Guantanamo Inmate Database: Asadullah Jan
by Tom Lasseter
June 15, 2008
ABBOTTABAD, Pakistan — Asadullah Jan was nervous. He'd asked an American journalist to stay in the car when they met in the center of Abbottabad, a mountain town on the edge of Pakistan's rough-and-tumble North West Frontier Province.
The interview took place in a house at the end of several narrow alleys, on the side of a hill, which Jan had agreed would be a safe place to sit and talk for a few hours. Every time there was a noise in the street or a knock next door, however, Jan tensed up and shut his eyes, waiting for a door to be kicked off its hinges or a pistol to be fired.
Pakistani security officials had told Jan to keep his mouth shut. Like many former Guantanamo detainees living in Pakistan, he has to check in regularly with police, and they watch his movements closely.
"The intelligence people bring me in often to ask who I've been talking to," said Jan, 22, who does construction work in the earthquake-hit town of Muzaffarabad.
Jan said that when he met last year with representatives of a Western aid group — they wanted to know about his experiences in Guantanamo and his treatment in Pakistan after he was released — Pakistan's military intelligence service hauled him in for four days of interrogations and threats.
Several other former detainees whom McClatchy interviewed in Pakistan, Jordan and Russia said that they'd been subjected to regular interrogations, beatings and surveillance since they were released from Guantanamo.
Still, Jan said, it was better than a dusty prison camp in Afghanistan or the hot summer days sitting in a cell at Guantanamo.
Jan said he was 16 when Pakistani police arrested him in November or December 2001 — he recalls that it was during the Muslim holiday of Ramadan, but not the exact date — at a checkpoint in Kohat, Pakistan, where he was on his way back from the Afghan province of Zormat.
Jan claimed that he was in Zormat, a hotbed of Taliban fighters, to visit his extended family. There are no public transcripts from the U.S. military that record the charge against him because he was released before tribunals began at Guantanamo.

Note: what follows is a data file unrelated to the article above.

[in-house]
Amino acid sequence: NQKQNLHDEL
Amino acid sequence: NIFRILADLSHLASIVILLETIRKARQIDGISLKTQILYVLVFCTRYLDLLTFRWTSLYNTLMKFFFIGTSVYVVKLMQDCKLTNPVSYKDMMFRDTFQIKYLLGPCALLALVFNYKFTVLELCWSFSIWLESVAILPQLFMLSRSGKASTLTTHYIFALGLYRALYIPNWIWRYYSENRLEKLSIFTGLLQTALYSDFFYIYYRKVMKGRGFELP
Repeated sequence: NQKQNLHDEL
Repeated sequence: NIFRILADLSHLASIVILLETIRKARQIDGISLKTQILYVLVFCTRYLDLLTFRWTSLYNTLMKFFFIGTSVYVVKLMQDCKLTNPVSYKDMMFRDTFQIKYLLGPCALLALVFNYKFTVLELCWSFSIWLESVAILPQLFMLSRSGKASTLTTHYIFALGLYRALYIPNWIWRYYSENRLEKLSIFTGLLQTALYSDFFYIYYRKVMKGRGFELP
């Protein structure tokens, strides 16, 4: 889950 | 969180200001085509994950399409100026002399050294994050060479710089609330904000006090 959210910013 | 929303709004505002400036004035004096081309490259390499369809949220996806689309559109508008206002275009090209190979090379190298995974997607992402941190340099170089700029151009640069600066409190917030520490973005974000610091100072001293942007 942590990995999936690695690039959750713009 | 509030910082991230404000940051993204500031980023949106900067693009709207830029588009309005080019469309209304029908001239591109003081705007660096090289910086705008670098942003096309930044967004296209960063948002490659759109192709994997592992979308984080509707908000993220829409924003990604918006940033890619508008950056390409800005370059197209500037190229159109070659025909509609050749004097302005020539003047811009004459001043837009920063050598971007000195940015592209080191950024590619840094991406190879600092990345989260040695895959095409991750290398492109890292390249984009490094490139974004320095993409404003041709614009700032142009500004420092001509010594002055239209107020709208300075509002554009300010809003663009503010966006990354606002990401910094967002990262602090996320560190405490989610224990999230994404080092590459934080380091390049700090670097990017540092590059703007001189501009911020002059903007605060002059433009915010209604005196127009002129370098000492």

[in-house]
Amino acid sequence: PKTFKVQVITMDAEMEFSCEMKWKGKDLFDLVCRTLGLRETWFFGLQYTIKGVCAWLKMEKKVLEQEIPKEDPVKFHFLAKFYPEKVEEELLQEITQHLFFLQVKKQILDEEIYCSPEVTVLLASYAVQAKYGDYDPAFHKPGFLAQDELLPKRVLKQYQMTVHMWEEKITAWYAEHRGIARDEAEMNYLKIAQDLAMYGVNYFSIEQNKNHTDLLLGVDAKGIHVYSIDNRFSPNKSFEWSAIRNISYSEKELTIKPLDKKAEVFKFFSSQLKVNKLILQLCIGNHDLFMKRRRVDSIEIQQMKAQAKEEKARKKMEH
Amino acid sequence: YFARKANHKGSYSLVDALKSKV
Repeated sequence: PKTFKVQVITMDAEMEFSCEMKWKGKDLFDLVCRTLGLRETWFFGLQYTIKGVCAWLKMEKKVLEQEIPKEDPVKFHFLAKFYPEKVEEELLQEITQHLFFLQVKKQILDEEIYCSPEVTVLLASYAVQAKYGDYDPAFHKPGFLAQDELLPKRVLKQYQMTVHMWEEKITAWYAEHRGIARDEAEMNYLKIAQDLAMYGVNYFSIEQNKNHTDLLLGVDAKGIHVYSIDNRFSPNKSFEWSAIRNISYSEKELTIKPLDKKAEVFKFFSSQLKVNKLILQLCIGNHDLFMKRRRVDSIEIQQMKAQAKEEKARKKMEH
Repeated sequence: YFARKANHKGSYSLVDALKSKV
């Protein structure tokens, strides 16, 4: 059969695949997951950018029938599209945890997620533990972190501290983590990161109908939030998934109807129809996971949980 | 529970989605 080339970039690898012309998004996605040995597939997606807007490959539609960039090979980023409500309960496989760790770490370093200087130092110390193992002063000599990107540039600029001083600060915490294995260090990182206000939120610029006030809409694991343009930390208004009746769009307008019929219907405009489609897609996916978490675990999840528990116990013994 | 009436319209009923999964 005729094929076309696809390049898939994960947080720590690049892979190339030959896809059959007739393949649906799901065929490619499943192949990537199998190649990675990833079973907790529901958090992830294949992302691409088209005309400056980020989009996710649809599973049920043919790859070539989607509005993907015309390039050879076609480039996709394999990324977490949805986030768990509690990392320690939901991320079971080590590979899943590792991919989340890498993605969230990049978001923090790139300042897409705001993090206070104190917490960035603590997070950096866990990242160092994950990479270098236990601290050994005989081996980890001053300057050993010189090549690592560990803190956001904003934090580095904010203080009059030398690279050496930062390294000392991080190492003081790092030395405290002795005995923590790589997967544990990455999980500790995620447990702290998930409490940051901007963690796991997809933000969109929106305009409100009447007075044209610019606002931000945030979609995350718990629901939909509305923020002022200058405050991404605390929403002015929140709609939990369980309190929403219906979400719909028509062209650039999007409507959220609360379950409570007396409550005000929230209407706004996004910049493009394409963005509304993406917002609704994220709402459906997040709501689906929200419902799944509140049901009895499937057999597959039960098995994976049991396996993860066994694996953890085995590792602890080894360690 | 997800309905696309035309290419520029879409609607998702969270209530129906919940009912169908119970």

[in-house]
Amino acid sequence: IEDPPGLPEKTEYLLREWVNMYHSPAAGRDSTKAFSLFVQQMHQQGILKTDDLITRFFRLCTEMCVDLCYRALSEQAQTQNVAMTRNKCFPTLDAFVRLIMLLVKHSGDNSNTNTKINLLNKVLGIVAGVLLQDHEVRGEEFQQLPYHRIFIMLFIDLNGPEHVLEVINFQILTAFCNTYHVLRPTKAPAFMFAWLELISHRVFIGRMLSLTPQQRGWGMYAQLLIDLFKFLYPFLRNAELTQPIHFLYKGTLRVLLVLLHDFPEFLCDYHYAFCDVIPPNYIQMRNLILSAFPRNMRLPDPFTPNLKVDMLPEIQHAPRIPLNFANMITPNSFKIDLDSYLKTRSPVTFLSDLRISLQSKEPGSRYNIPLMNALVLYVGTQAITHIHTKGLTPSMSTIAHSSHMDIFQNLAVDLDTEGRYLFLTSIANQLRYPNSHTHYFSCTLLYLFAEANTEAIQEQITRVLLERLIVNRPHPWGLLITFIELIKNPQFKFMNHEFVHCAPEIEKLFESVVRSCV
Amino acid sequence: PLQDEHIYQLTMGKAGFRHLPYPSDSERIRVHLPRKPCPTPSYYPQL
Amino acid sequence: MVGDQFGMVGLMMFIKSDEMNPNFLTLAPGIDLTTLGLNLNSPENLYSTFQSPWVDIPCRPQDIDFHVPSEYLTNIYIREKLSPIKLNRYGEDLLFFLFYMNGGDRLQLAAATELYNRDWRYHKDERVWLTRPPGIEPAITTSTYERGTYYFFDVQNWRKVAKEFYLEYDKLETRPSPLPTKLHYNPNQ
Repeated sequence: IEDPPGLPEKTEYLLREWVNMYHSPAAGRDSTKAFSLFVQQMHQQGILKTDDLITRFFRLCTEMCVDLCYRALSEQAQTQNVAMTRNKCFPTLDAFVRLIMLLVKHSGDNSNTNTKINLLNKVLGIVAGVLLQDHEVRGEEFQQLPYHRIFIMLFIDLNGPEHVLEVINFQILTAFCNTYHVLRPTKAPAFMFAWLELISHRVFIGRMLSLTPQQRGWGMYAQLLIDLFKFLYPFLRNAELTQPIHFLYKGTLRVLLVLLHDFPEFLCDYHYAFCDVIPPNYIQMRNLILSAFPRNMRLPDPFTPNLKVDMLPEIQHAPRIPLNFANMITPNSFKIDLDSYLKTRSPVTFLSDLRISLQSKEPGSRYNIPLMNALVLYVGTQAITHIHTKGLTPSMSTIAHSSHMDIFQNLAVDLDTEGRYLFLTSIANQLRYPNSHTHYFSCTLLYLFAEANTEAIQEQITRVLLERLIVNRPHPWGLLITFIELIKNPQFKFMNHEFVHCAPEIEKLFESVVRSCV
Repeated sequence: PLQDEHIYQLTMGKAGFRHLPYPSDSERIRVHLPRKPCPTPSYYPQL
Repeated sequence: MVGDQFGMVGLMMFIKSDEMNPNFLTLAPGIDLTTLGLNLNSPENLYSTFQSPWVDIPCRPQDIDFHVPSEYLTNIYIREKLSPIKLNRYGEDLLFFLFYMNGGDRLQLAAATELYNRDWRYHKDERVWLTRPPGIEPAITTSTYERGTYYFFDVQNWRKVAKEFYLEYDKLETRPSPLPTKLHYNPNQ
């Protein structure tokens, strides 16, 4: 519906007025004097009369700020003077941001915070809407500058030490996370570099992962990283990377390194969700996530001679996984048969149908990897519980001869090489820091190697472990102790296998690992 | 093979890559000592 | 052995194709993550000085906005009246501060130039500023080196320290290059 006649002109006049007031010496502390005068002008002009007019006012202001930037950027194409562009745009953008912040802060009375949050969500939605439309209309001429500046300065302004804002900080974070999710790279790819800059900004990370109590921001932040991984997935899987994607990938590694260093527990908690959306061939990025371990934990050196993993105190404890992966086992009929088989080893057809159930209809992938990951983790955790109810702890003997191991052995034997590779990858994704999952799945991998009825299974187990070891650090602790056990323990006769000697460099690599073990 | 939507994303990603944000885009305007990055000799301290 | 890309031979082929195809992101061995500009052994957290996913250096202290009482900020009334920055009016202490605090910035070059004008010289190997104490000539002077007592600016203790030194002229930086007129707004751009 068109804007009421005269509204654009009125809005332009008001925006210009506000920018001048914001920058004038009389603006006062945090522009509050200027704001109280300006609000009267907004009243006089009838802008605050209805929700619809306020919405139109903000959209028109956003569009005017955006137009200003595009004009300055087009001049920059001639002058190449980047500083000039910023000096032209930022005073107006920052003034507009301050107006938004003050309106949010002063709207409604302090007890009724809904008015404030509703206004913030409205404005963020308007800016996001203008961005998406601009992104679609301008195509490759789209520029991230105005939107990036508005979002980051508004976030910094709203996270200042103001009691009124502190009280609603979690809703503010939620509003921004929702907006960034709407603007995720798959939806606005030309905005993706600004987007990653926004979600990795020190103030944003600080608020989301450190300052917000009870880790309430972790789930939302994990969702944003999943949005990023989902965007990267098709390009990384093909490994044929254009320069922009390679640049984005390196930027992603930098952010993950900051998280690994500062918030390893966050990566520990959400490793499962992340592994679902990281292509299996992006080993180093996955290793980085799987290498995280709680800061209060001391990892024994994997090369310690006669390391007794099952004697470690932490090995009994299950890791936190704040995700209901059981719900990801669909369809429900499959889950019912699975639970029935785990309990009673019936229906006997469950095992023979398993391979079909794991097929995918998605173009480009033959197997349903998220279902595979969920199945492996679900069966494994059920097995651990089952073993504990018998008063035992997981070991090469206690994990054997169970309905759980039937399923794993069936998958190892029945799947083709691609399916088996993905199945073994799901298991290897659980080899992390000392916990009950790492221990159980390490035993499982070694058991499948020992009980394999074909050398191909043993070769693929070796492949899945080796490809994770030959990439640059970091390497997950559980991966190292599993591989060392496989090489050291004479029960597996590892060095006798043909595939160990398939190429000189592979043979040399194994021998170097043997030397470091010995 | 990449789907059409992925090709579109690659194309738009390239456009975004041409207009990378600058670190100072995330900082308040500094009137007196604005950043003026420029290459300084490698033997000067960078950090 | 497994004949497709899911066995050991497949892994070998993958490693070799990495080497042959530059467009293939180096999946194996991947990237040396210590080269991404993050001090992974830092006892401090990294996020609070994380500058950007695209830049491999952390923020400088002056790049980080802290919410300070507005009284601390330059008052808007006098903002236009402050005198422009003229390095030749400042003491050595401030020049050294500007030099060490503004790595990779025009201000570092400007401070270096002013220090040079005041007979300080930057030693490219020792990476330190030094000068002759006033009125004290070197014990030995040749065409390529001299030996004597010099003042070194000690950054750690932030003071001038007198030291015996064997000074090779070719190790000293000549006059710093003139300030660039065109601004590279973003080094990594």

His route out of Afghanistan, however, was a popular one among the Islamic militants who at the time were pouring into and out of the country to fight U.S. forces and their Afghan allies after 9-11.
Jan's father, who was reached at his home by a Pakistani translator working for McClatchy and who asked that his name not be used out of concern for his safety, refused to talk about why his son had gone to Afghanistan after the United States invaded the country. He said only that Jan had been convinced to go by some friends and that, "I don't want any more trouble."
After his arrest, Jan said, he was taken to the jail in Peshawar. He'd been there for about a month, he said, when guards dragged him to an interrogation room.
He said that three Americans, a woman and two men in civilian clothes, were sitting at a table. The three didn't introduce themselves, but their interpreter said they were with the U.S. Central Intelligence Agency.
The Americans had surprising questions, Jan said.
"One of them asked if I was the son of Osama bin Laden," he said, shaking his head. "The Pakistani intelligence had told them this."
Jan tried to convince them otherwise, saying he was born to a family of Afghan refugees in Pakistan who originally were from Zormat and that he made regular trips back to his ancestral home.
The woman and two men listened to Jan's story. A few days later, in early 2002, he was flown to the U.S. prison camp at Kandahar Airfield in Afghanistan.